The planet Uranus, its moons, its rings, orbiting as they do at the far reaches of our Solar System, seem even stranger as scientists analyze data received by radio from the interplanetary probe Voyager 2 in 1986.
Uranus is the third most distant planet from the Sun. The length of a Uranus day is 17.24 hours. Uranus is four times the size of Earth. The planet does have a magnetic field, but it's tilted 60 degrees away from the axis upon which Uranus rotates making it unreadable from Earth. That tilt may mean the magnetic field is undergoing a planet-wide polarity shift.
Rugged moons. The 15 moons of Uranus are eye-openers. They have statuesque mountains towering more than ten miles high. Incredibly deep valleys. Vast plains, some with a mysterious dark surface.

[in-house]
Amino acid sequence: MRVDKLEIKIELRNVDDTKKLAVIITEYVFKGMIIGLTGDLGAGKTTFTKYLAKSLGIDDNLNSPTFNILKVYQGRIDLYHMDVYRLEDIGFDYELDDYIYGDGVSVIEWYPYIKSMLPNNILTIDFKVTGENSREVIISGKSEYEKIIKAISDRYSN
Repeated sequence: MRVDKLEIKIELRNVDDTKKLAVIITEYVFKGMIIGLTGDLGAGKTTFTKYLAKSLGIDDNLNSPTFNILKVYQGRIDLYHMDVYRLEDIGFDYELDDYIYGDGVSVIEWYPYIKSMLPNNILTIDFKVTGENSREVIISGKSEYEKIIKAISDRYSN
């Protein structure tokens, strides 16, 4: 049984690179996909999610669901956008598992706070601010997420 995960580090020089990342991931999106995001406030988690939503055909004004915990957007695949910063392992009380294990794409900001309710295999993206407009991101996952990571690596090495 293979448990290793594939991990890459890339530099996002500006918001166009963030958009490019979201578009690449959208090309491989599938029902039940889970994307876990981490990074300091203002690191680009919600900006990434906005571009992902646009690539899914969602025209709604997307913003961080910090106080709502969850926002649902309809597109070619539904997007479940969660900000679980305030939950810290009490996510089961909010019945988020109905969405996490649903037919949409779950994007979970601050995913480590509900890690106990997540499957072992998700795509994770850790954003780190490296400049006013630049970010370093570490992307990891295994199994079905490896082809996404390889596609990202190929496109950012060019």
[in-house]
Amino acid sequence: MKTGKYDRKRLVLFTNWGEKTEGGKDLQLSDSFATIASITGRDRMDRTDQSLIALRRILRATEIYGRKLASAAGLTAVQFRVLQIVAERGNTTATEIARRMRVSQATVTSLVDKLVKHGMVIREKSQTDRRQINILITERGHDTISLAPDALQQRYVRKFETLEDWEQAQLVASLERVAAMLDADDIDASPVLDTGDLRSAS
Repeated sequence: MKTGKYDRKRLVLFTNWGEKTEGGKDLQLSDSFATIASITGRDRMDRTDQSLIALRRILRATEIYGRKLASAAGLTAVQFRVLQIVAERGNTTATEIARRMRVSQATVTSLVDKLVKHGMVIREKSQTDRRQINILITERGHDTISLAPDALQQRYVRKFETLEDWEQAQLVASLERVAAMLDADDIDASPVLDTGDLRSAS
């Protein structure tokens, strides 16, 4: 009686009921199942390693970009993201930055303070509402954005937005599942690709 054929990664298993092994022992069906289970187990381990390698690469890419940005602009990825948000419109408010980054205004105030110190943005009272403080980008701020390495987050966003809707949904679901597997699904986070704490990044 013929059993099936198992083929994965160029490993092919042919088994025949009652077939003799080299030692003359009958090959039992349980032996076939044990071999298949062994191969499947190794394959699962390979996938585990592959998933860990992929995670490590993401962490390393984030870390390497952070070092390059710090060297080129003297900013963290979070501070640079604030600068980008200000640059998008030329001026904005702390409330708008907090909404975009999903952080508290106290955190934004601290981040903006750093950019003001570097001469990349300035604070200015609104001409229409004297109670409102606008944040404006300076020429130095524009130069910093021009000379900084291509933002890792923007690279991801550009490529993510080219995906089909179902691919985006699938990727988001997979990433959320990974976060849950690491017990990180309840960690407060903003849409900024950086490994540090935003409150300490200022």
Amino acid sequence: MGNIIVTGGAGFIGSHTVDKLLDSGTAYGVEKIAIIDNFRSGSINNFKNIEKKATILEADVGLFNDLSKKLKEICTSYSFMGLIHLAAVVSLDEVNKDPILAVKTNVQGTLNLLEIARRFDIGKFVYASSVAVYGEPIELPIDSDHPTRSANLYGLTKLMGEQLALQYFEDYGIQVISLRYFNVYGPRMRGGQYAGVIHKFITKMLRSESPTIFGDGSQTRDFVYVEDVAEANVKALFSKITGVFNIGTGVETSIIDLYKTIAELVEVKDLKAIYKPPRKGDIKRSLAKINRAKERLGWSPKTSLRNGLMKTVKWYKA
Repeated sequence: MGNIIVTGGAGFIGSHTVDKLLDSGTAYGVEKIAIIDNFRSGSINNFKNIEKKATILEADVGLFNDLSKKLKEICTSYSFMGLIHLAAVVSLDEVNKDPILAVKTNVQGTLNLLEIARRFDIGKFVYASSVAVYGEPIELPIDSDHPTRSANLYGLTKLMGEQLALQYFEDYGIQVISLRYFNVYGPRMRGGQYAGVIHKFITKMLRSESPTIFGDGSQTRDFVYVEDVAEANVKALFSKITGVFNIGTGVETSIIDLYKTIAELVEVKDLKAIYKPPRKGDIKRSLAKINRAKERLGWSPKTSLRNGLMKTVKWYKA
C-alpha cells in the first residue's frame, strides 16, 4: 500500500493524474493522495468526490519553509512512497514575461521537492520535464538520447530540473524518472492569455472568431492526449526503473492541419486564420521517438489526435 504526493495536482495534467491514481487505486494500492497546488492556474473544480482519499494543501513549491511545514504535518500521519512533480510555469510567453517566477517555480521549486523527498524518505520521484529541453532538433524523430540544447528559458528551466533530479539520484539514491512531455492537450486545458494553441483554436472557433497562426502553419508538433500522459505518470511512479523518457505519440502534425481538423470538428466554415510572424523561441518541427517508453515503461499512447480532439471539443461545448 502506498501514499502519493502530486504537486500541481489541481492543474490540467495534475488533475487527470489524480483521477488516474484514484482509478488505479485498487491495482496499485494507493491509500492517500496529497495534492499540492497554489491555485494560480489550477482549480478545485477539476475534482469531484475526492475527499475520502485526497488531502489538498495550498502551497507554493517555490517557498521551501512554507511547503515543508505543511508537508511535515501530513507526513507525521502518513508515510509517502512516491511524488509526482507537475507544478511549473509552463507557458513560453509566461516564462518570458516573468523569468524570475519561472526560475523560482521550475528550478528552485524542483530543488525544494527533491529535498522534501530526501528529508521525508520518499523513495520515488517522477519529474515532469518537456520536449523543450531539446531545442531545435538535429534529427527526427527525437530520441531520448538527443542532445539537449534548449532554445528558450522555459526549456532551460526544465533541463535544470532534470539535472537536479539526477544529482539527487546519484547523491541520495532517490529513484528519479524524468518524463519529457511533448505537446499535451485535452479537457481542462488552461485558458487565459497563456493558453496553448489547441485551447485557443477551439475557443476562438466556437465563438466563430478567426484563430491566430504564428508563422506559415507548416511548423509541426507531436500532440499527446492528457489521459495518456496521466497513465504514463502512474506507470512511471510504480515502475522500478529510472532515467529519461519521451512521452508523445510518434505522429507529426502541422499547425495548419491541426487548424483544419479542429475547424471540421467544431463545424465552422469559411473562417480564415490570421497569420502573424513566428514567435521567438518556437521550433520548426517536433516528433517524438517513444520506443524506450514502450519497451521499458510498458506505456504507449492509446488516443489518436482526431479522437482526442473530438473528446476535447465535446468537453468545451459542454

Moon diameters range from a bit fatter than 25 miles up to about 1,100 miles, circling Uranus from every eight hours to every 14 days.
While looking at the rings around Uranus, Voyager uncovered strange incomplete-circle partial formations now called ring arcs. The many rings and arcs varied in depth and density.
Solar System: The Sun Inner System: Mercury Venus Earth Mars Outer System: Jupiter Saturn Uranus Neptune Pluto Other Bodies: Moons Rings Asteroids Comets
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